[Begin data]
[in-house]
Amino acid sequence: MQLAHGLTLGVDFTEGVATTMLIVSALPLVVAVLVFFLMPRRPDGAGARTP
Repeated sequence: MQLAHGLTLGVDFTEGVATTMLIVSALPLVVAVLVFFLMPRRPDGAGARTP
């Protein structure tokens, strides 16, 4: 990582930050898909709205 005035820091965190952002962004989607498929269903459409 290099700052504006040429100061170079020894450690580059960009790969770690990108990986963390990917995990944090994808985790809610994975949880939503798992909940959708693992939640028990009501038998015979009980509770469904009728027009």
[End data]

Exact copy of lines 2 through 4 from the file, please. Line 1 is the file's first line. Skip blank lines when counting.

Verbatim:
Amino acid sequence: MQLAHGLTLGVDFTEGVATTMLIVSALPLVVAVLVFFLMPRRPDGAGARTP
Repeated sequence: MQLAHGLTLGVDFTEGVATTMLIVSALPLVVAVLVFFLMPRRPDGAGARTP
């Protein structure tokens, strides 16, 4: 990582930050898909709205 005035820091965190952002962004989607498929269903459409 290099700052504006040429100061170079020894450690580059960009790969770690990108990986963390990917995990944090994808985790809610994975949880939503798992909940959708693992939640028990009501038998015979009980509770469904009728027009």